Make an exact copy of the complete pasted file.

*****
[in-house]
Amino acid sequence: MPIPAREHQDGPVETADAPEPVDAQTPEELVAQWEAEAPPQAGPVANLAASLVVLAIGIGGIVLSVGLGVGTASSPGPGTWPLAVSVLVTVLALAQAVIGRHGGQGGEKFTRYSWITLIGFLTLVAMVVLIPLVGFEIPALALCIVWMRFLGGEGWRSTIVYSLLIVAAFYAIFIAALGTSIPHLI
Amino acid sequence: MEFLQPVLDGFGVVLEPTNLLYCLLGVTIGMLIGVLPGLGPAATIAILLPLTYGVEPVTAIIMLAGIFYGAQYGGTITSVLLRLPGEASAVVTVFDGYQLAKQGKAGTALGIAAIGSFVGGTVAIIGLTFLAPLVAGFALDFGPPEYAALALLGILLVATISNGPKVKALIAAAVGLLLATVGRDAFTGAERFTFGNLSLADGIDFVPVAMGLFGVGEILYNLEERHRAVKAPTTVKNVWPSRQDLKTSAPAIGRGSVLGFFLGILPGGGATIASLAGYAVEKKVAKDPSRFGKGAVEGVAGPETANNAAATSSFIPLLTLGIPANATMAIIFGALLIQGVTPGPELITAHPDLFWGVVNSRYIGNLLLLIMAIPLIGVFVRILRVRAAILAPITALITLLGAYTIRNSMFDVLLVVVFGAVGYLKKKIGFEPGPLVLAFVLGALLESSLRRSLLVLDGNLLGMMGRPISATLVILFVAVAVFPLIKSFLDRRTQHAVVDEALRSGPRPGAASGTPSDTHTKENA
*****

[in-house]
Amino acid sequence: MPIPAREHQDGPVETADAPEPVDAQTPEELVAQWEAEAPPQAGPVANLAASLVVLAIGIGGIVLSVGLGVGTASSPGPGTWPLAVSVLVTVLALAQAVIGRHGGQGGEKFTRYSWITLIGFLTLVAMVVLIPLVGFEIPALALCIVWMRFLGGEGWRSTIVYSLLIVAAFYAIFIAALGTSIPHLI
Amino acid sequence: MEFLQPVLDGFGVVLEPTNLLYCLLGVTIGMLIGVLPGLGPAATIAILLPLTYGVEPVTAIIMLAGIFYGAQYGGTITSVLLRLPGEASAVVTVFDGYQLAKQGKAGTALGIAAIGSFVGGTVAIIGLTFLAPLVAGFALDFGPPEYAALALLGILLVATISNGPKVKALIAAAVGLLLATVGRDAFTGAERFTFGNLSLADGIDFVPVAMGLFGVGEILYNLEERHRAVKAPTTVKNVWPSRQDLKTSAPAIGRGSVLGFFLGILPGGGATIASLAGYAVEKKVAKDPSRFGKGAVEGVAGPETANNAAATSSFIPLLTLGIPANATMAIIFGALLIQGVTPGPELITAHPDLFWGVVNSRYIGNLLLLIMAIPLIGVFVRILRVRAAILAPITALITLLGAYTIRNSMFDVLLVVVFGAVGYLKKKIGFEPGPLVLAFVLGALLESSLRRSLLVLDGNLLGMMGRPISATLVILFVAVAVFPLIKSFLDRRTQHAVVDEALRSGPRPGAASGTPSDTHTKENA